Measurement of C reactive protein rate in children suffering from falciparum malaria was done in order to determine its relationships according to parasite density, white blood cells, age and hemoglobin. This study was a prospective cross-sectional with descriptive and analytical purpose. It focused on 50 children aged from 0 to 15 years admitted in the Pediatric departments of university hospitals in Cocody and Treichville for malaria (Abidjan). Venous blood samples were collected on ethylenediaminetetraacetic acid (EDTA) for blood cells count, parasite density and identification of Plasmodium falciparum. The samples, collected without EDTA were used to measure C Reactive Protein. With the blood collected, the serum was processed on the same day and preserved at -20°C. Giemsa-stained thin and thick blood films were analyzed by microscope for plasmodium species and parasite densities. Hematological parameters were determined using hematology cell counter. Turbidimetric test was used for quantitative detection of C Reactive Protein. Statistical analysis was carried out using SPSS (Statistical Package for Social Science) Version 18.0 and Excel 2007. For all test p-value <0.05 below was considered significant. High levels of C reactive protein were observed in all of patients. Younger children had higher C-reactive protein (CRP) level. Positive strong correlation was noted between CRP and both parasite density and leukocytes. There was negative correlation between C reactive protein rate and age. In children suffering from severe anemia, the negative correlation observed between CRP and hemoglobin level was stronger than those suffering from moderate anemia. The main finding of this study was the involvement of CRP in malaria anemia. The levels of CRP according to age in children with falciparum malaria could be used as a biomarker for assessing anemia.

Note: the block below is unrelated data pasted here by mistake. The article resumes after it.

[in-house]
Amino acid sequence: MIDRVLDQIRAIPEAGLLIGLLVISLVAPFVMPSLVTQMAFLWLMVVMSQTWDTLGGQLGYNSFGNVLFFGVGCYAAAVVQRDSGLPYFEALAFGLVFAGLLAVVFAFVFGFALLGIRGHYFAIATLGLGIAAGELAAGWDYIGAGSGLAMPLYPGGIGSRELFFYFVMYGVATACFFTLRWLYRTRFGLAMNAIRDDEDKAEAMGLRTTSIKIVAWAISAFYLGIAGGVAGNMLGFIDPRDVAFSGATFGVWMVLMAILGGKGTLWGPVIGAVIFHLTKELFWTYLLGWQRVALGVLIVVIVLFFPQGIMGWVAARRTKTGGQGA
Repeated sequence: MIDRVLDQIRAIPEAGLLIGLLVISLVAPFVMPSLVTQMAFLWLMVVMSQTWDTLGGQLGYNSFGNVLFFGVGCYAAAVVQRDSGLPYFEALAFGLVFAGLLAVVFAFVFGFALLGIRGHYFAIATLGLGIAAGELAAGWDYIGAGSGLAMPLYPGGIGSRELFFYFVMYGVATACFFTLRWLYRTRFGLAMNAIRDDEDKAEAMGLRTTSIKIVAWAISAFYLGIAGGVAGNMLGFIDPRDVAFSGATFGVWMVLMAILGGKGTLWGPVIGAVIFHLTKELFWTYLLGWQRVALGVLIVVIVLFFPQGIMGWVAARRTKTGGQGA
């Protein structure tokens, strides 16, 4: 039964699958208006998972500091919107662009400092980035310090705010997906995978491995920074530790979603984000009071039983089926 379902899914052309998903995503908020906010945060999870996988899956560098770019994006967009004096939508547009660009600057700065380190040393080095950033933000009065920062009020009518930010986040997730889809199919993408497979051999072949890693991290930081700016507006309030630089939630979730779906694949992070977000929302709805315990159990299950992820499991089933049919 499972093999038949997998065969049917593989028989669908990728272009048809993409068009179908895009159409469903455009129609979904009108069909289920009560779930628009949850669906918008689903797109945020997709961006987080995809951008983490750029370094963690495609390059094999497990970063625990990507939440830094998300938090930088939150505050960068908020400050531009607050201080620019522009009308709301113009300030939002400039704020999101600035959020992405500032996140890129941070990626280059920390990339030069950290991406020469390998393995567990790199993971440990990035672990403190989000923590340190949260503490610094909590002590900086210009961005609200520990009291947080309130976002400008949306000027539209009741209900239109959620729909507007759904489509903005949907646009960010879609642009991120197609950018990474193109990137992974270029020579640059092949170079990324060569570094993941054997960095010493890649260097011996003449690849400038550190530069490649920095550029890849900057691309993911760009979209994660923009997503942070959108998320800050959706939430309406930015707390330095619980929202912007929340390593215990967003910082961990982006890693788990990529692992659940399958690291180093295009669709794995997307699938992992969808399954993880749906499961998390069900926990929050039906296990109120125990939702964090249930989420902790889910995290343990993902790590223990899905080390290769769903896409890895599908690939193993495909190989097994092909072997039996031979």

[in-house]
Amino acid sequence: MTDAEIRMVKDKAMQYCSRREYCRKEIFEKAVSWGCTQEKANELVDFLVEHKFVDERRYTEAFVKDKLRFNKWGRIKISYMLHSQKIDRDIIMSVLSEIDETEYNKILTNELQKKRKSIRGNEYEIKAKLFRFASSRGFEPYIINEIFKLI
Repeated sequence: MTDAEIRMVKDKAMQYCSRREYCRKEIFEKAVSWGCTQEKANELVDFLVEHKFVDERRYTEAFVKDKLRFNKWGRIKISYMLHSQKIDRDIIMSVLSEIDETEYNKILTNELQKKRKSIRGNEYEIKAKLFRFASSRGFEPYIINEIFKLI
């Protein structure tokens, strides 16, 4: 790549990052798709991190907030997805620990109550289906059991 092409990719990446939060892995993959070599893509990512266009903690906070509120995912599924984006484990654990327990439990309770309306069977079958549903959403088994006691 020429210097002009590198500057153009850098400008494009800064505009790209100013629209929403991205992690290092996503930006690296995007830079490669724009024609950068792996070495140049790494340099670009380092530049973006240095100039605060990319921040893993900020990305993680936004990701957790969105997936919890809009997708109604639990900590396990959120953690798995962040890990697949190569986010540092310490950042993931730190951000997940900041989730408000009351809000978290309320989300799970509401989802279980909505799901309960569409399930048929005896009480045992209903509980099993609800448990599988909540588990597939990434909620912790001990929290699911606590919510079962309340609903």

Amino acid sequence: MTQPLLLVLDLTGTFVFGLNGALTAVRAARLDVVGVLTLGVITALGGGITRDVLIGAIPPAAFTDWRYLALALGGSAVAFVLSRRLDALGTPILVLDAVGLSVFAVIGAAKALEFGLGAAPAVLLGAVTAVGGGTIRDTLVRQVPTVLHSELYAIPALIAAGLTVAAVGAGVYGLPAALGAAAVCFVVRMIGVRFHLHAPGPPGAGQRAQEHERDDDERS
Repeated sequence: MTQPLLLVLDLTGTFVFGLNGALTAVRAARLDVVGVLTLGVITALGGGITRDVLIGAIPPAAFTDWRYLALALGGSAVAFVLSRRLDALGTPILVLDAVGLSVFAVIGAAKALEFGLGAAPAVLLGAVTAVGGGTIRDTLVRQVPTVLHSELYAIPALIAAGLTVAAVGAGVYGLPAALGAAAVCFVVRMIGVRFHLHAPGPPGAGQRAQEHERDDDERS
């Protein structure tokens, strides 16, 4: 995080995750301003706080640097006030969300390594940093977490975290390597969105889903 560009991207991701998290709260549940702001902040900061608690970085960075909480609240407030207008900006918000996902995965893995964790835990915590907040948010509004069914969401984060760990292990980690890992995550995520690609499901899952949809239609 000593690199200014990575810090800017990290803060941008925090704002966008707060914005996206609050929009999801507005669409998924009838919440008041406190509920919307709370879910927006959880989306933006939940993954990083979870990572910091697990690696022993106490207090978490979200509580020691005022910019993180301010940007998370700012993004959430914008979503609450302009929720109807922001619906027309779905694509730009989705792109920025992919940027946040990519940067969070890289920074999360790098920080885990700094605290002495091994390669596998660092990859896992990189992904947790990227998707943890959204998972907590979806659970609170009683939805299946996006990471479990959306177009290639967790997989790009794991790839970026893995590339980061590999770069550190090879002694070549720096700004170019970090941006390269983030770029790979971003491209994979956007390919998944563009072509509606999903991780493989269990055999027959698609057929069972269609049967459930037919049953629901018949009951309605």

Key words: Falciparum malaria, C reactive protein (CRP), children.
Copyright © 2022 Author(s) retain the copyright of this article.
This article is published under the terms of the Creative Commons Attribution License 4.0